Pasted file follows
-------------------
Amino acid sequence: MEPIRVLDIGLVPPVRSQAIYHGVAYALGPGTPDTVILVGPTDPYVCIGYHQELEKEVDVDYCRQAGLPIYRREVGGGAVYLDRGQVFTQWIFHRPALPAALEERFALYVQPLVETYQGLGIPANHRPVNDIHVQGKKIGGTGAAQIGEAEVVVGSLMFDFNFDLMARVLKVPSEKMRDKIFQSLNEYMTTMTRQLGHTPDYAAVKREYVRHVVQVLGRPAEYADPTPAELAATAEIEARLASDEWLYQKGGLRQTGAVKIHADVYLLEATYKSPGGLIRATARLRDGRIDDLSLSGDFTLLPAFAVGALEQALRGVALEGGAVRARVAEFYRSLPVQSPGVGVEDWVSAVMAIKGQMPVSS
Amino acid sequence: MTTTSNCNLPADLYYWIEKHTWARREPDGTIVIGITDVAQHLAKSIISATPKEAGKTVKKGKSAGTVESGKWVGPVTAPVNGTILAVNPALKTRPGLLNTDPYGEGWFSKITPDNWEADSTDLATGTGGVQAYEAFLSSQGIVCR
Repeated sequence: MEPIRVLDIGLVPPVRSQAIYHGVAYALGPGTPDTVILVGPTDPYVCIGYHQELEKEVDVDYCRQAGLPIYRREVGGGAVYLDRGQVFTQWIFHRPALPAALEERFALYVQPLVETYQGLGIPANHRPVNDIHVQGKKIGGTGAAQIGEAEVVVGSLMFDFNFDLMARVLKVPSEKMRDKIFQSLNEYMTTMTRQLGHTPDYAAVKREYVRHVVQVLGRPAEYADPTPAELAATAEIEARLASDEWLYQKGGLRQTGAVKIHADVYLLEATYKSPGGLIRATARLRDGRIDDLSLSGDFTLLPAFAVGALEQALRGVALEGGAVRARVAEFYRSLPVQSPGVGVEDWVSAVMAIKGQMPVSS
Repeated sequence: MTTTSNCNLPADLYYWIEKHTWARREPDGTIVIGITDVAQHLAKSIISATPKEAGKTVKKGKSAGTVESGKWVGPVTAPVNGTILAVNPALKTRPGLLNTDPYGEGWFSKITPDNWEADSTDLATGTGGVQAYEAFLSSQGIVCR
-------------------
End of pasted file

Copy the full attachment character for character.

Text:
Amino acid sequence: MEPIRVLDIGLVPPVRSQAIYHGVAYALGPGTPDTVILVGPTDPYVCIGYHQELEKEVDVDYCRQAGLPIYRREVGGGAVYLDRGQVFTQWIFHRPALPAALEERFALYVQPLVETYQGLGIPANHRPVNDIHVQGKKIGGTGAAQIGEAEVVVGSLMFDFNFDLMARVLKVPSEKMRDKIFQSLNEYMTTMTRQLGHTPDYAAVKREYVRHVVQVLGRPAEYADPTPAELAATAEIEARLASDEWLYQKGGLRQTGAVKIHADVYLLEATYKSPGGLIRATARLRDGRIDDLSLSGDFTLLPAFAVGALEQALRGVALEGGAVRARVAEFYRSLPVQSPGVGVEDWVSAVMAIKGQMPVSS
Amino acid sequence: MTTTSNCNLPADLYYWIEKHTWARREPDGTIVIGITDVAQHLAKSIISATPKEAGKTVKKGKSAGTVESGKWVGPVTAPVNGTILAVNPALKTRPGLLNTDPYGEGWFSKITPDNWEADSTDLATGTGGVQAYEAFLSSQGIVCR
Repeated sequence: MEPIRVLDIGLVPPVRSQAIYHGVAYALGPGTPDTVILVGPTDPYVCIGYHQELEKEVDVDYCRQAGLPIYRREVGGGAVYLDRGQVFTQWIFHRPALPAALEERFALYVQPLVETYQGLGIPANHRPVNDIHVQGKKIGGTGAAQIGEAEVVVGSLMFDFNFDLMARVLKVPSEKMRDKIFQSLNEYMTTMTRQLGHTPDYAAVKREYVRHVVQVLGRPAEYADPTPAELAATAEIEARLASDEWLYQKGGLRQTGAVKIHADVYLLEATYKSPGGLIRATARLRDGRIDDLSLSGDFTLLPAFAVGALEQALRGVALEGGAVRARVAEFYRSLPVQSPGVGVEDWVSAVMAIKGQMPVSS
Repeated sequence: MTTTSNCNLPADLYYWIEKHTWARREPDGTIVIGITDVAQHLAKSIISATPKEAGKTVKKGKSAGTVESGKWVGPVTAPVNGTILAVNPALKTRPGLLNTDPYGEGWFSKITPDNWEADSTDLATGTGGVQAYEAFLSSQGIVCR